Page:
We are getting close to the middle of the 2010 Tax season and I can say I’ve been so busy with tax preparations.
Sometimes is exhausting, hours and hours of information research, old clients to meet, situation updates, job changes, questions to be asked, places to go, appointments to make, new clients to meet, etc.
I can tell so many success histories, I'm not going to mention any names, but I can mention some different past situations and some current situations of the same people.
I met this lady who had two dependant children. She told me she got a refund of just about $ 2,000 for the past two years. Based on her particular information and all the expenses she had for the current year she was entitled to get a refund of more less $ 6,000
After that, I asked if the expenses and income were about the same during those past two years and the client said: "yes".
I have this other client who came across my path a few years ago, this client started a business and the only expense this client was writing off was "rent" and "automobile expenses". I asked him "why just those two main expenses?" and he said because his tax accountant told him those were the only ones he was entitled for the nature of his business, I was like WHAT?
To make the story short, I reviewed his previous tax returns, point the mistakes out, and offered him to claim the extra $3,000 that were sitting on each return.... And if he wanted more money he could take his last tax preparer to court too, my new client had a good laugh and took the first advice, but declined the second one... I was a little bit disappointed, "he took the fun part away"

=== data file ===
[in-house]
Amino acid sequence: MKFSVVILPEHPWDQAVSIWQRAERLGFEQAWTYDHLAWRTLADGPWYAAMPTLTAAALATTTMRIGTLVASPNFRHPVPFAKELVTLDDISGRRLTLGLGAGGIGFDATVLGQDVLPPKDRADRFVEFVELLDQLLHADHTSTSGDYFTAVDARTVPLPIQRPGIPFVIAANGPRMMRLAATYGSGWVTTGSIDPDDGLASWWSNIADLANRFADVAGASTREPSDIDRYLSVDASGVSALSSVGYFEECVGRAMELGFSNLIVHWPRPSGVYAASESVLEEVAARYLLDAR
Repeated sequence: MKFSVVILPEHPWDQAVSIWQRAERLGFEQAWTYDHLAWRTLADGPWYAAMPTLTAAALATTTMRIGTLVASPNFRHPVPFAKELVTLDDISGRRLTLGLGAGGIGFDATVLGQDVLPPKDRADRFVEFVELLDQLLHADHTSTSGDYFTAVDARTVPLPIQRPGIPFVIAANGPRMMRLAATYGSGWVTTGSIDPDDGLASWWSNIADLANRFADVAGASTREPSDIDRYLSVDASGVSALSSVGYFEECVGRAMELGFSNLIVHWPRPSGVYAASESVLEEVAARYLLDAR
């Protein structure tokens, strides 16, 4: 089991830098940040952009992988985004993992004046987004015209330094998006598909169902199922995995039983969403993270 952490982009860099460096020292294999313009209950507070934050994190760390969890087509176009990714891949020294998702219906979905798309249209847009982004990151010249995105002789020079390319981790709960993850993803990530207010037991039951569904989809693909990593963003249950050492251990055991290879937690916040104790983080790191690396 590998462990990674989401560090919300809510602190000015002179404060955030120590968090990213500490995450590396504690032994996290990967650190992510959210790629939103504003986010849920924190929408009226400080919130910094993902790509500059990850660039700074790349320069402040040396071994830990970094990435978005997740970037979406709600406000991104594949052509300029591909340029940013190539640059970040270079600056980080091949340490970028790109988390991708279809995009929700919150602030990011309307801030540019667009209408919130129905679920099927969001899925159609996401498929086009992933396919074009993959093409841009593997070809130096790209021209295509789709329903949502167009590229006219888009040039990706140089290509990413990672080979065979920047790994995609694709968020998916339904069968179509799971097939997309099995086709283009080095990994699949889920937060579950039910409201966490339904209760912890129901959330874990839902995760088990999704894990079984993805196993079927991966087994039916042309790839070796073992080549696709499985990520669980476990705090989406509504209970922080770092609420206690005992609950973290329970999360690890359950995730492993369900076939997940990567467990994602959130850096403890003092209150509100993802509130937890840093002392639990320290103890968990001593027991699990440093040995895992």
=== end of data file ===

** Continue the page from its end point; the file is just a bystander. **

Then there are always these cases with the new clients with no social securities, or any kind of ..... Anyway, that's solved with a simple form that allows people to get a number from the IRS that helps people to file taxes and it works kinds of a social security, but not quite.
your nice big fat refund in whatever you want. My advice? Don't spend it, put it in a retirement account or a high yield interest account and forget about it, in just a few years I guaranteed you will have saved for yourself an interesting amount of money you can "invest", use for something income producing like: a career, a business, property, etc.
If you decide to invest your money in a retirement account, you have the option of fund your IRA or Roth IRA until the due date of the current tax season, meaning that you can use part or the total of your tax refund to fund your retirement account.
Using your retirement account to fund money for the down payment of property is also a smart move. This is a high interest savings account that has the flexibility that future property owners want.
I could be talking for hours and hours of the endless possibilities of how to invest your tax refund money, but I rather to tell you in person or by email, so do not waste any more time and contact me, you won't regret it.